Back in the day, in San Francisco, when visiting Grace Cathedral was part of my regular routine, conversations often began this way: While I was walking the labyrinth ...
It wasn't just me, of course. Almost immediately after they installed the carpet labyrinth inside the church, I and my whole community seized every opportunity to walk the ancient pattern. I went two or three times every week, with colleagues and cohorts, alone, with friends visiting from elsewhere. I remember the truly spectacular parking karma I somehow achieved around the cathedral which is really crazy since it sits on top of Nob Hill. If you know San Francisco, you understand there is no parking there. None. Zero. Zed. But I always found a spot. A miracle!
With visitors it was fun to go take that meditative walk at the end of a day, since afterwards we could retire to the Tonga Room in the Fairmont Hotel for rum based drinks and fake thunderstorms every half hour. But I went at all times of the day when the church was open.
When they constructed the outdoor labyrinth at Grace Cathedral, one of my teachers and I snuck into the construction site, put our fingernail clippings and small crystals into the ground so we would forever be part of that structure. That's a day I won't forget, Rose and I slipping under the construction ribbons while a Chinese couple stood staring at us, looking puzzled. Rose said, They think we're ghosts. She often said things like that, with an aura of authority. I bet she was correct.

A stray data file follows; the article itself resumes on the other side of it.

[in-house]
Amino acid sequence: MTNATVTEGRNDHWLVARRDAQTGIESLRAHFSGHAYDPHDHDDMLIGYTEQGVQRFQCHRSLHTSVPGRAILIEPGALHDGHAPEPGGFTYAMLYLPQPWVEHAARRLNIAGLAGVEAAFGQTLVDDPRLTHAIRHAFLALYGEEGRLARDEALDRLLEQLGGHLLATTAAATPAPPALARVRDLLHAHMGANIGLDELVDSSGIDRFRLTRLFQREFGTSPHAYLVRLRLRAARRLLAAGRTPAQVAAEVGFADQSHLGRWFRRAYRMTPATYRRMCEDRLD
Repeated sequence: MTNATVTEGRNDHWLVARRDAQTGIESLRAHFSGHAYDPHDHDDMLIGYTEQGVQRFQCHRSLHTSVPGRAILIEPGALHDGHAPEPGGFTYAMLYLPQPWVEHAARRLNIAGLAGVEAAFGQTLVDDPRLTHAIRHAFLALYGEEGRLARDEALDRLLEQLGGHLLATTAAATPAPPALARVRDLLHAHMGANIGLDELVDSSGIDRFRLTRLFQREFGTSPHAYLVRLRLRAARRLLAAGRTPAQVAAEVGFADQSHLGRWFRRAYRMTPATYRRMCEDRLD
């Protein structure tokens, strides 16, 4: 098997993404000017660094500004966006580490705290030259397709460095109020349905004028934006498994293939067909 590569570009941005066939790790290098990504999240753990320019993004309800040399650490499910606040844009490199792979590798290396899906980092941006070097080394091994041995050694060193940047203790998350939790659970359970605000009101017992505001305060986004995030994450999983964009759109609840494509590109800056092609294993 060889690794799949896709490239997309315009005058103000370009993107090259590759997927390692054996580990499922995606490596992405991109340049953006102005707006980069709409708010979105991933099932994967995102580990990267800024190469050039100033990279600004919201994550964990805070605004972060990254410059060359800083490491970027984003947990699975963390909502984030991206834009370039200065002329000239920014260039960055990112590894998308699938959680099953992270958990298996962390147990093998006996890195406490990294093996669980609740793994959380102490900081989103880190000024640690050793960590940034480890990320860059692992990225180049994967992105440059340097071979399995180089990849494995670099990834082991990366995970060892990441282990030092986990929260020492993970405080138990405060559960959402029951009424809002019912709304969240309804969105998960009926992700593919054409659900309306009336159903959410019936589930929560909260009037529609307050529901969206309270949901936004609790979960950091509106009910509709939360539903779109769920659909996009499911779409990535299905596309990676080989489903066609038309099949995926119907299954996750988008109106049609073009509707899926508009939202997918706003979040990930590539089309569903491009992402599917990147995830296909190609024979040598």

We took a weekend workshop with Lauren Artress, the woman who brought the walking labyrinth into the mainstream of American spiritual practice. Basically we spent the entire weekend walking the labyrinth, then writing in our journals.
Here in DC I've walked countless versions of the Chartres style labyrinth, of course. One year we taught a whole witchcamp based on the labyrinth.
Needless to say, I've clocked some miles on the labyrinth. Oh yeah. So today when I went to check out the beautifully painted labyrinth in the Church of the Epiphany in downtown DC, imagine my surprise to see that whoever painted it, flipped the pattern. It's backwards!
The walk was completely disorienting. In fact I feel I'm still struggling to get my equilibrium back, hours later. It was like trying to drive around Britain. Whoa. Or should I say wow?
But that's me, a creature of habit. For most people who walk the backwards pattern, it will likely have the same kind of gentle, subtle, powerful impact that calms and brings insight. I wonder why they flipped the image. Such an interesting decision.
Even backwards, it is still exquisite to gaze upon. I enjoyed the stained glass windows as well. To learn more about the Grace Cathedral labyrinths, Lauren Artress, or to check out the Tonga Room, click the links. Those were the good old days!
I love life's surprises, I truly do. Shalom.